Your fawning game leaves a lot to be desired, guys. Honey, have them beheaded. Photo by Getty Images

Is that a scepter in your pocket or are you just glad to see me?

Kings have had mistresses, well, ever since there have been kings. Their Queens were pragmatically chosen to initiate or advance important political alliances. And breed sons. Don’t forget the sons.

Royal mistresses were a choice of the heart. And hormones. Many Kings sought their happiness outside of the marital bed and often left the wives alone once they spawned a few heirs.

This arrangement did not work both ways, however. Queens caught creepin' risked execution, as it put the line of succession in doubt. …


Deconstructing the myth of colonist victimhood

If you visit the Old Burying Ground in Deerfield, Massachusetts, tucked away in the back corner there is a grassy mound with a weathered gravestone atop it. The only inscription it bears is the date “1704.” This centuries-old memorial honors fifty inhabitants of the tiny village killed in the overnight hours of February 28/29 by French and Native American raiders.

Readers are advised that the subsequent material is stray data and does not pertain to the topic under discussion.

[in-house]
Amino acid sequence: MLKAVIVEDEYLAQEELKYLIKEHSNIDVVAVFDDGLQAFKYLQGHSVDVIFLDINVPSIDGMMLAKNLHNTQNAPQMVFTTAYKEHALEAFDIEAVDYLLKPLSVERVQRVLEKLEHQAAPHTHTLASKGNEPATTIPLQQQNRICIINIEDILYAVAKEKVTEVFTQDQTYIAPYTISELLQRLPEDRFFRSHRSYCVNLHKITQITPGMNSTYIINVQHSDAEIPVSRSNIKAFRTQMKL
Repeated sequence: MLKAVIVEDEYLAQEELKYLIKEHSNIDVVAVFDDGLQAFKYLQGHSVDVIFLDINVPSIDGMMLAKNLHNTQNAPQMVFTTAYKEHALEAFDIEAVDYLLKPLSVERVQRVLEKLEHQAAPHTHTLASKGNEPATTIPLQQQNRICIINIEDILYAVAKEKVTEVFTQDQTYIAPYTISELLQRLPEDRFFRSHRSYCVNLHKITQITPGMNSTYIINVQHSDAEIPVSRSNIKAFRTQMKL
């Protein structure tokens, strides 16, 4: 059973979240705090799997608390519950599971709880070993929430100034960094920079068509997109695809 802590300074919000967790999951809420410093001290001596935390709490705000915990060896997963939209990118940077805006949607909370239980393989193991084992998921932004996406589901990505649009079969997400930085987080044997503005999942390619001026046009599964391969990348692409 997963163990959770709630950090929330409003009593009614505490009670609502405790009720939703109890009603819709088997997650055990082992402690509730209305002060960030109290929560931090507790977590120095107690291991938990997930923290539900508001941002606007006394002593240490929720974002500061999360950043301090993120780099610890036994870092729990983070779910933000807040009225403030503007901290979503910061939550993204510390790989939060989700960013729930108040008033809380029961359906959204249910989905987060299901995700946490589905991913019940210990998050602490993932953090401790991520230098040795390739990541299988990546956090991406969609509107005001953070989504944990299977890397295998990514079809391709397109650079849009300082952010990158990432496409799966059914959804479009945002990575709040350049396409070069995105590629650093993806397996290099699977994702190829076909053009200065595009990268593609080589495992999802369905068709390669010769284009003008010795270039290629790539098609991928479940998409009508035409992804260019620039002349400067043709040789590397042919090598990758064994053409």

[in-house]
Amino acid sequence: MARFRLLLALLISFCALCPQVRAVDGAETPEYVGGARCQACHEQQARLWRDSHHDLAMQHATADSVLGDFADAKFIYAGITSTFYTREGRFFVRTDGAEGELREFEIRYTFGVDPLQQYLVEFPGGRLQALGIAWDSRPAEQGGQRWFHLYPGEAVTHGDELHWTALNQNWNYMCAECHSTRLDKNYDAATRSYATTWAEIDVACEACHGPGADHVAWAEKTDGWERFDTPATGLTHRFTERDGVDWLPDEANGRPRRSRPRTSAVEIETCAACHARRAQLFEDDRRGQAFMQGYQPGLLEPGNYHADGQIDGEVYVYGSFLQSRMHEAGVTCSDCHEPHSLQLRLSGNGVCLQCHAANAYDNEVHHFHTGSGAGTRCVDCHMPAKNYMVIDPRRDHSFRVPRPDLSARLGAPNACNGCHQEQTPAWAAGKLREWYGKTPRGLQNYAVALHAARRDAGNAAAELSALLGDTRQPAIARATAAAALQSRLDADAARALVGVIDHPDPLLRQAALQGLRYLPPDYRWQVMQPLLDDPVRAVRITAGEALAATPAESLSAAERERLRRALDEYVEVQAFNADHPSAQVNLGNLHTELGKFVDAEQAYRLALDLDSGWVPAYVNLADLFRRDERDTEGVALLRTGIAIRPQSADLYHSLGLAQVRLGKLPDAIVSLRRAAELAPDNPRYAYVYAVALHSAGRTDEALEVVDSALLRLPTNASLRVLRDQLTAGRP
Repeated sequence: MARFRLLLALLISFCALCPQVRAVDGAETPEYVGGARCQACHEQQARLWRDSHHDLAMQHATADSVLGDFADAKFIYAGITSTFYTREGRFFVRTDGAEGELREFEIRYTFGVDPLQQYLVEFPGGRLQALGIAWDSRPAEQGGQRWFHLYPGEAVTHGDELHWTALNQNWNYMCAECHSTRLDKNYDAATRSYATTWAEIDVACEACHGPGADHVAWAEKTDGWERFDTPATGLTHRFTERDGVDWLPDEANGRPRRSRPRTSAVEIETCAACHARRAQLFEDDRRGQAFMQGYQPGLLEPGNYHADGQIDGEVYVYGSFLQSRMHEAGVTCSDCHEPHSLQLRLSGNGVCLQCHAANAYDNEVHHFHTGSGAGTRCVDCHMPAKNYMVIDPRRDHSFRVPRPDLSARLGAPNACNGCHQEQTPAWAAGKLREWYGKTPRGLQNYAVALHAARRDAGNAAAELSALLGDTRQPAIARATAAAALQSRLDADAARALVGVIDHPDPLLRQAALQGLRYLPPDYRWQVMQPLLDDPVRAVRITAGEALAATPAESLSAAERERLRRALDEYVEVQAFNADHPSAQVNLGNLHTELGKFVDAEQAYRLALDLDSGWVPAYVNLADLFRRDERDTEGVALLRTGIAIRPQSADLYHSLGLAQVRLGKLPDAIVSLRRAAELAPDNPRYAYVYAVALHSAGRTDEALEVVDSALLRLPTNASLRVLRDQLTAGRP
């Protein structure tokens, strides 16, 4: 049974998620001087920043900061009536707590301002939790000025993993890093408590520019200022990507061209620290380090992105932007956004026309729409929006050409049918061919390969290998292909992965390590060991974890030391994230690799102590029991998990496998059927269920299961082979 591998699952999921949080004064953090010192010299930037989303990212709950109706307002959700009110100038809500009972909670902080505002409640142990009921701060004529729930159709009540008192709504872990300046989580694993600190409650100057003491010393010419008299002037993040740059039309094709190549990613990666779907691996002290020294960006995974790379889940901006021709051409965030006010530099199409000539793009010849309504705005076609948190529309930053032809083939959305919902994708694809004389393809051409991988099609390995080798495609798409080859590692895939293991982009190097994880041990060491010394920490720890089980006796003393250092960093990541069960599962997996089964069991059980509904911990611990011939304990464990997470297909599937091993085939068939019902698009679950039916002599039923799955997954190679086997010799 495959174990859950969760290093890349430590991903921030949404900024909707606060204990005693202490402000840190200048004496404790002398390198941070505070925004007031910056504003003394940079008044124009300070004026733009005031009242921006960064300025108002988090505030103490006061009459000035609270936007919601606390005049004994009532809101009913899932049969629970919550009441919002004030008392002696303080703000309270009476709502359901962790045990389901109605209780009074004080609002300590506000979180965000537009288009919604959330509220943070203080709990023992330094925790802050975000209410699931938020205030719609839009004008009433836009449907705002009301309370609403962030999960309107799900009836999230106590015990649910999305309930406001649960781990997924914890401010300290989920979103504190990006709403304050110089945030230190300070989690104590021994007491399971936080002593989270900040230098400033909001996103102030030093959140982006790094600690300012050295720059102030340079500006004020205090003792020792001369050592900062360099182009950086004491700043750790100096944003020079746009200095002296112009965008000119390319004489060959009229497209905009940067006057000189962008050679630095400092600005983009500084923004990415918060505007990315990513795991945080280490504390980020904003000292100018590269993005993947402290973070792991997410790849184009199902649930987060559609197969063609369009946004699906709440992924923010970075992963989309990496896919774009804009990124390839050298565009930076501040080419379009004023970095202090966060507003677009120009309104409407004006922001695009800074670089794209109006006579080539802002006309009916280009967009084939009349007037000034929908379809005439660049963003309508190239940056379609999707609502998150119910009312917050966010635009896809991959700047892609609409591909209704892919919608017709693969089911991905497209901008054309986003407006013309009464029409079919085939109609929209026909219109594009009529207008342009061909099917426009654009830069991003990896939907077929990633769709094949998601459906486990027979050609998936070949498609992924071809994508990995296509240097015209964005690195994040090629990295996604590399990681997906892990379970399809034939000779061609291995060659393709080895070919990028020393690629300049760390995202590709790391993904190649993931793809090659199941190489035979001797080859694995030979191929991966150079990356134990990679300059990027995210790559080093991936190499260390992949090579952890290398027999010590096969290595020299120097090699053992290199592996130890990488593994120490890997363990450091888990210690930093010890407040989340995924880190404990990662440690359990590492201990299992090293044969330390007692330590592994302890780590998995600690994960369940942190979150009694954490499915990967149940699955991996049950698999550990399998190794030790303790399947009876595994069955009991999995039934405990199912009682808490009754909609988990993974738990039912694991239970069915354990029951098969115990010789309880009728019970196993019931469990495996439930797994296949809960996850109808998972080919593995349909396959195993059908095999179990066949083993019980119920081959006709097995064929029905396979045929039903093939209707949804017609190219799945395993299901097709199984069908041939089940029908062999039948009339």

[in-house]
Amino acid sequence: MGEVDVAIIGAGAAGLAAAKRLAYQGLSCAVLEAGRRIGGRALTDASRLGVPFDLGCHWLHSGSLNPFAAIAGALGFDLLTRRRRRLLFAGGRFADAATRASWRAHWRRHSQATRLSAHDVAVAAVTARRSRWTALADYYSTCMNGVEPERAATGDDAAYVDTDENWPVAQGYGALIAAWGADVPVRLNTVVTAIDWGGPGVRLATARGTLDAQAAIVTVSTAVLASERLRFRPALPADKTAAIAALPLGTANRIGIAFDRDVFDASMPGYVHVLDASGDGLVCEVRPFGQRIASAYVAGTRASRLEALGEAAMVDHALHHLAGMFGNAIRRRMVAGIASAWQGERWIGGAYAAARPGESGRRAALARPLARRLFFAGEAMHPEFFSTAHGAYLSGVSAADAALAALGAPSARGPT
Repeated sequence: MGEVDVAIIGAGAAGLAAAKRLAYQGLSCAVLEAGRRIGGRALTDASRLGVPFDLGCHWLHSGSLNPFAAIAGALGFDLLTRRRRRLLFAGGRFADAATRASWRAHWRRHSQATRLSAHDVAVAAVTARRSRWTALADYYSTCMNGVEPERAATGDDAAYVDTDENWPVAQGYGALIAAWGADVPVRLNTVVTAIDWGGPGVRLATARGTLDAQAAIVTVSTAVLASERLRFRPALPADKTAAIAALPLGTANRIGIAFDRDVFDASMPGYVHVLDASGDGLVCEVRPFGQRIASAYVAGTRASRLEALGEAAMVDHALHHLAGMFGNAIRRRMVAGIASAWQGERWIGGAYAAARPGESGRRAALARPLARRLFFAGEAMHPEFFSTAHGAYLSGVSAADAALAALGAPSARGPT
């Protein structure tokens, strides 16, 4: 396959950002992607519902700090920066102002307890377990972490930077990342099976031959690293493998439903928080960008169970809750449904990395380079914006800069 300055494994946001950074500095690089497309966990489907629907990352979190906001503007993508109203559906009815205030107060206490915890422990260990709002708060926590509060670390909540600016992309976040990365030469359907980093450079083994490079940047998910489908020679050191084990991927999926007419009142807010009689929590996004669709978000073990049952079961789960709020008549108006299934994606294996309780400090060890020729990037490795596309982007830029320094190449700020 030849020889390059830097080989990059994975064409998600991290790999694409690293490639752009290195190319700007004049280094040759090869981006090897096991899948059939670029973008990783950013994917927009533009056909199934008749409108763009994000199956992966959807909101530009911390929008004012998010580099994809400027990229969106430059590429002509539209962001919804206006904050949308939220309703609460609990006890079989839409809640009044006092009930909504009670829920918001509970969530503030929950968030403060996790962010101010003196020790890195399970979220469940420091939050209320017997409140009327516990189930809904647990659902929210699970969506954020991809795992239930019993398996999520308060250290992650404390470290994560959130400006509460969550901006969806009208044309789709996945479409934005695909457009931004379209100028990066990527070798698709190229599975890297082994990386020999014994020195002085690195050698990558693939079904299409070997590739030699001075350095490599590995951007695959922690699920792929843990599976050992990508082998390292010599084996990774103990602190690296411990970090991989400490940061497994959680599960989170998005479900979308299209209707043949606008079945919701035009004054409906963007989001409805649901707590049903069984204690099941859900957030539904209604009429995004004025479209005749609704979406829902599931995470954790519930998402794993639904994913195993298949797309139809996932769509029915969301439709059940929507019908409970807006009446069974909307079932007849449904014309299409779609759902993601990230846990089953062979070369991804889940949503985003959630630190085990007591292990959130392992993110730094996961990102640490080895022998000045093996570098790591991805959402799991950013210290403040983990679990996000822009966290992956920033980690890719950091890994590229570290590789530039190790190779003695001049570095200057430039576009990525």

The death walk to Montreal

The rest of the town’s inhabitants — 100 people in all — were forced by their captors to march north in the bitter cold and snow to Montreal. …


Something weird happened to me recently. Well, weird for me anyway.

All the nopes in Nopeland. Photo by Sidepitch.com

I got a breaking news alert about a shooting at the Capitol. Instead of an immediate adrenaline rush and the automatic impulse to read that story, I didn’t click, I didn’t react, it barely even registered. I just scrolled on by.

Me, the World Class News Junkie.

I still don’t know all the details. I don’t want to know all the details. I can’t believe I still don’t know or want to know the details.

But here we are.

A shooting at the Capitol would’ve been shocking thirty years ago. We would’ve huddled around our big, boxy TVs in horror…


It’s a love story baby just say yes

I am yours, you are mine, of that be sure. You are locked in my heart, the little key is lost and now you must stay there forever.” – Alix to Nicholas